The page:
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PostgreSQL Reference Manual - Volume 3 - Server Administration Guide
by The PostgreSQL Global Development Group
Paperback (6"x9"), 204 pages
ISBN 0954612043
RRP £13.95 ($24.95)

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7.2.4.3 Ident Maps

When using ident-based authentication, after having determined the name of the operating system user that initiated the connection, PostgreSQL checks whether that user is allowed to connect as the database user he is requesting to connect as. This is controlled by the ident map argument that follows the ident key word in the ‘pg_hba.conf’ file. There is a predefined ident map sameuser, which allows any operating system user to connect as the database user of the same name (if the latter exists). Other maps must be created manually.

Ident maps other than sameuser are defined in the ident map file, which by default is named ‘pg_ident.conf’ and is stored in the cluster's data directory. (It is possible to place the map file elsewhere, however; see the ident_file configuration parameter.) The ident map file contains lines of the general form:

map-name ident-username database-username

Comments and whitespace are handled in the same way as in ‘pg_hba.conf’. The map-name is an arbitrary name that will be used to refer to this mapping in ‘pg_hba.conf’. The other two fields specify which operating system user is allowed to connect as which database user. The same map-name can be used repeatedly to specify more user-mappings within a single map. There is no restriction regarding how many database users a given operating system user may correspond to, nor vice versa.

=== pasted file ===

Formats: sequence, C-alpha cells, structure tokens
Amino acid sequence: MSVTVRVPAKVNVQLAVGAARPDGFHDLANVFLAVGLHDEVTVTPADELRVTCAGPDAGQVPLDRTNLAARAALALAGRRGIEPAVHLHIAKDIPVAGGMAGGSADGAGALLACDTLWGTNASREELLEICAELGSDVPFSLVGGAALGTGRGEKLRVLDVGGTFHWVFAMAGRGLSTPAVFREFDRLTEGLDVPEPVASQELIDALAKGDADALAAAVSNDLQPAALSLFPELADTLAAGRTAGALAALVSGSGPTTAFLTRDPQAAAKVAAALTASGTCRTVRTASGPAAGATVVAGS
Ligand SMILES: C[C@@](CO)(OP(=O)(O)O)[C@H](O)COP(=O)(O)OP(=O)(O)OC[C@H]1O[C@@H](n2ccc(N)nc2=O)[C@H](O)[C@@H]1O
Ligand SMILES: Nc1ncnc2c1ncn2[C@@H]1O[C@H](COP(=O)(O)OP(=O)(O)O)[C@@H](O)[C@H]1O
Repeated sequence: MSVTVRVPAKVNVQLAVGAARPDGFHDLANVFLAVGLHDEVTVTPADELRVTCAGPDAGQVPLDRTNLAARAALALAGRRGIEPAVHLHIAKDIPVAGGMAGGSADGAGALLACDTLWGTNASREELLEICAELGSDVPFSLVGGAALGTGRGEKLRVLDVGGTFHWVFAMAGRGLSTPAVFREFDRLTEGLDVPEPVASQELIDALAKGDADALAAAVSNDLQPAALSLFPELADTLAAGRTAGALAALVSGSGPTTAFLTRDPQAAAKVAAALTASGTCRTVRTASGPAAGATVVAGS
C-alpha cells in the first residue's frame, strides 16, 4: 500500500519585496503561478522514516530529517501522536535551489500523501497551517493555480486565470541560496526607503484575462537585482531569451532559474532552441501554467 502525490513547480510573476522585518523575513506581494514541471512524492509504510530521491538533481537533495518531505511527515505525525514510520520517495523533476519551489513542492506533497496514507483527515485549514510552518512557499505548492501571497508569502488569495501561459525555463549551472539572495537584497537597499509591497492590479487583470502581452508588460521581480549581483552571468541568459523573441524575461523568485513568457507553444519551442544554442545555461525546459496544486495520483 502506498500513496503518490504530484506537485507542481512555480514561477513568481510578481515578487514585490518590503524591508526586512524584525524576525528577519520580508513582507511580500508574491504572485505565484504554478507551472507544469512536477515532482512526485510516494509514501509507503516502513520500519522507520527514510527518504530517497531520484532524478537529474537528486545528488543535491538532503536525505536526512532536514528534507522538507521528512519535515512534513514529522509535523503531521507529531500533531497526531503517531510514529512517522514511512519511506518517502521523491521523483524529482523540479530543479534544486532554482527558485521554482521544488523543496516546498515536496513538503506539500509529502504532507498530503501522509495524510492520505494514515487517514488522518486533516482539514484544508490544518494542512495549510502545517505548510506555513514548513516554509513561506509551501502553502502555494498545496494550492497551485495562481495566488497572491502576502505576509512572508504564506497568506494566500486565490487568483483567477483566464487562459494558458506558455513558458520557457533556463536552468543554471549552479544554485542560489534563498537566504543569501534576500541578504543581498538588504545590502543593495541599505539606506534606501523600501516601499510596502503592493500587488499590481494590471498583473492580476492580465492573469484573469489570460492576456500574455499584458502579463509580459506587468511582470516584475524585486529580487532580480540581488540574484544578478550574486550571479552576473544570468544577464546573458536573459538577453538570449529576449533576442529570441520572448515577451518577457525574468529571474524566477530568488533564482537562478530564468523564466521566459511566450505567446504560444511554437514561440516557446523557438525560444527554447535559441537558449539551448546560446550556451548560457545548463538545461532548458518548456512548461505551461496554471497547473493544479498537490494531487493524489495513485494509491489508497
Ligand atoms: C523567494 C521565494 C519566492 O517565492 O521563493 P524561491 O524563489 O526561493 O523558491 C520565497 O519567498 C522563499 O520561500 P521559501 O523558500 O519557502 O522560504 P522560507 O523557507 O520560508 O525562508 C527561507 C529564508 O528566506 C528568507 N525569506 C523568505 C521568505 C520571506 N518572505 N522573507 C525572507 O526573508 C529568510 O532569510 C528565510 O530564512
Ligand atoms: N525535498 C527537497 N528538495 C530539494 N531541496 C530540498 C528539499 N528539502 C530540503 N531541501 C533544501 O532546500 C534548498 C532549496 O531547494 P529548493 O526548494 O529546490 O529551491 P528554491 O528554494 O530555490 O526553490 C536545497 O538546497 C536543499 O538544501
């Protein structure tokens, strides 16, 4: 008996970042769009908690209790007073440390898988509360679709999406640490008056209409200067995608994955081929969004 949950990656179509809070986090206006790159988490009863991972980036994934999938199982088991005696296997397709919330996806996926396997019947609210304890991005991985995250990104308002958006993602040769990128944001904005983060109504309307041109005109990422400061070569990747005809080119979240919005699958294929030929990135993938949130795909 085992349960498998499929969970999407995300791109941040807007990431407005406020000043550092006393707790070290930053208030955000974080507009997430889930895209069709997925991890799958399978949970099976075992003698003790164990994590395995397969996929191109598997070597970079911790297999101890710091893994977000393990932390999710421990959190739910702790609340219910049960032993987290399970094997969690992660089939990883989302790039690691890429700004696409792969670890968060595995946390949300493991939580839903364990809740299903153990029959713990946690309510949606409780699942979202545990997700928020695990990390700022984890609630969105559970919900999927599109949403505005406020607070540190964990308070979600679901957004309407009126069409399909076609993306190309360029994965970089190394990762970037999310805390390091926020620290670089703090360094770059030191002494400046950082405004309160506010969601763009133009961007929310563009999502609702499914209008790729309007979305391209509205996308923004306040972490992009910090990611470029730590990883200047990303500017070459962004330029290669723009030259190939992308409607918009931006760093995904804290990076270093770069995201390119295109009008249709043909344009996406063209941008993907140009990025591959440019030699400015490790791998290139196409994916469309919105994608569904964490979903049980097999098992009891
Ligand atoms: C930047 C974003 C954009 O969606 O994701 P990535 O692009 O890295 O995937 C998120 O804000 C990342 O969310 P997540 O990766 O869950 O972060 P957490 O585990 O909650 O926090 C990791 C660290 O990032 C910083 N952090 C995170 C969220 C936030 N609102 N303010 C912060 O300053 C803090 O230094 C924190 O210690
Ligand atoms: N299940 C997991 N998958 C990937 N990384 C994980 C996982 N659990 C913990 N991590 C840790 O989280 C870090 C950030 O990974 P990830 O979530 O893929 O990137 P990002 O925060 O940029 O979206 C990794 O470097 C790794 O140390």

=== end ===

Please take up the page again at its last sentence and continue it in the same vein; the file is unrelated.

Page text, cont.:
The ‘pg_ident.conf’ file is read on start-up and when the main server process receives a SIGHUP signal. If you edit the file on an active system, you will need to signal the server (using pg_ctl reload or kill -HUP) to make it re-read the file.

A ‘pg_ident.conf’ file that could be used in conjunction with the ‘pg_hba.conf’ file in section 7.1 The pg_hba.conf file is shown in section 7.2.4.3 Ident Maps. In this example setup, anyone logged in to a machine on the 192.168 network that does not have the Unix user name bryanh, ann, or robert would not be granted access. Unix user robert would only be allowed access when he tries to connect as PostgreSQL user bob, not as robert or anyone else. ann would only be allowed to connect as ann. User bryanh would be allowed to connect as either bryanh himself or as guest1.

An example pg_ident.conf file:

# MAPNAME     IDENT-USERNAME    PG-USERNAME

omicron       bryanh            bryanh
omicron       ann               ann
# bob has user name robert on these machines
omicron       robert            bob
# bryanh can also connect as guest1
omicron       bryanh            guest1
ISBN 0954612043PostgreSQL Reference Manual - Volume 3 - Server Administration GuideSee the print edition